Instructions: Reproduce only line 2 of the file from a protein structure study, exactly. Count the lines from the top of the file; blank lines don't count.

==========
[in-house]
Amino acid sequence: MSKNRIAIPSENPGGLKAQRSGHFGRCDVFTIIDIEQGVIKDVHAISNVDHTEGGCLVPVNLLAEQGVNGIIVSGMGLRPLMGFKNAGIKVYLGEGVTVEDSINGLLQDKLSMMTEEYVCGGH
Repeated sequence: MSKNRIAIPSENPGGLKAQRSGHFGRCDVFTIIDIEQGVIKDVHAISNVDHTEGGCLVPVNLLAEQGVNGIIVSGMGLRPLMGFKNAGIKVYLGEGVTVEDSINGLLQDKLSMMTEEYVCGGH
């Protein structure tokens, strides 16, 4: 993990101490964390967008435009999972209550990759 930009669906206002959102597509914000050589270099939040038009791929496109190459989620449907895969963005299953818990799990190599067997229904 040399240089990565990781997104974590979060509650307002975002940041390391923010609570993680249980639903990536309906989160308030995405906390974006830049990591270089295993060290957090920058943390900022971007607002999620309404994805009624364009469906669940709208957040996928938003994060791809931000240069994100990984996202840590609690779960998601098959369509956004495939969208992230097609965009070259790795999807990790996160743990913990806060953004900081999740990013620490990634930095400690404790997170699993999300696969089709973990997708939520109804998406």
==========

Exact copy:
Amino acid sequence: MSKNRIAIPSENPGGLKAQRSGHFGRCDVFTIIDIEQGVIKDVHAISNVDHTEGGCLVPVNLLAEQGVNGIIVSGMGLRPLMGFKNAGIKVYLGEGVTVEDSINGLLQDKLSMMTEEYVCGGH